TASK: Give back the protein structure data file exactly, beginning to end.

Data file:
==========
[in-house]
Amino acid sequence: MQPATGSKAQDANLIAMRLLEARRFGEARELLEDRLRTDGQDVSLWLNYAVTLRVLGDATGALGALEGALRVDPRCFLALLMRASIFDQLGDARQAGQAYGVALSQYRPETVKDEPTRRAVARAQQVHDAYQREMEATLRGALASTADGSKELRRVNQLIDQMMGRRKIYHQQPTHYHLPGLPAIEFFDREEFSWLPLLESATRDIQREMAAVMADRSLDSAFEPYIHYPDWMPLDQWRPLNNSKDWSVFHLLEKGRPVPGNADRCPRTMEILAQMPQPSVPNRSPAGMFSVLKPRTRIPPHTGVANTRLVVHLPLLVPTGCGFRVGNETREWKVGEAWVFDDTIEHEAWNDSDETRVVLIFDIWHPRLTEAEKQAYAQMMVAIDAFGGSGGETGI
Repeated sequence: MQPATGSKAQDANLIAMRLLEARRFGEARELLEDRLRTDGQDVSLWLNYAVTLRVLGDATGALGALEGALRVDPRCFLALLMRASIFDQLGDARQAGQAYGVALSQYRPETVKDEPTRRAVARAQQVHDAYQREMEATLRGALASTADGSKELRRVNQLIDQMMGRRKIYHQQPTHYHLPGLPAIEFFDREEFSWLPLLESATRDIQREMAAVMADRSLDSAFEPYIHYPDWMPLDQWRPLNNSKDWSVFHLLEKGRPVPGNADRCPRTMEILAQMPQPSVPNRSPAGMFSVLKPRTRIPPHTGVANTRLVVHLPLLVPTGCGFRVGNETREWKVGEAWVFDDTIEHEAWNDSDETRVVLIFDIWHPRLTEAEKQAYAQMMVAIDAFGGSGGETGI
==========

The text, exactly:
[in-house]
Amino acid sequence: MQPATGSKAQDANLIAMRLLEARRFGEARELLEDRLRTDGQDVSLWLNYAVTLRVLGDATGALGALEGALRVDPRCFLALLMRASIFDQLGDARQAGQAYGVALSQYRPETVKDEPTRRAVARAQQVHDAYQREMEATLRGALASTADGSKELRRVNQLIDQMMGRRKIYHQQPTHYHLPGLPAIEFFDREEFSWLPLLESATRDIQREMAAVMADRSLDSAFEPYIHYPDWMPLDQWRPLNNSKDWSVFHLLEKGRPVPGNADRCPRTMEILAQMPQPSVPNRSPAGMFSVLKPRTRIPPHTGVANTRLVVHLPLLVPTGCGFRVGNETREWKVGEAWVFDDTIEHEAWNDSDETRVVLIFDIWHPRLTEAEKQAYAQMMVAIDAFGGSGGETGI
Repeated sequence: MQPATGSKAQDANLIAMRLLEARRFGEARELLEDRLRTDGQDVSLWLNYAVTLRVLGDATGALGALEGALRVDPRCFLALLMRASIFDQLGDARQAGQAYGVALSQYRPETVKDEPTRRAVARAQQVHDAYQREMEATLRGALASTADGSKELRRVNQLIDQMMGRRKIYHQQPTHYHLPGLPAIEFFDREEFSWLPLLESATRDIQREMAAVMADRSLDSAFEPYIHYPDWMPLDQWRPLNNSKDWSVFHLLEKGRPVPGNADRCPRTMEILAQMPQPSVPNRSPAGMFSVLKPRTRIPPHTGVANTRLVVHLPLLVPTGCGFRVGNETREWKVGEAWVFDDTIEHEAWNDSDETRVVLIFDIWHPRLTEAEKQAYAQMMVAIDAFGGSGGETGI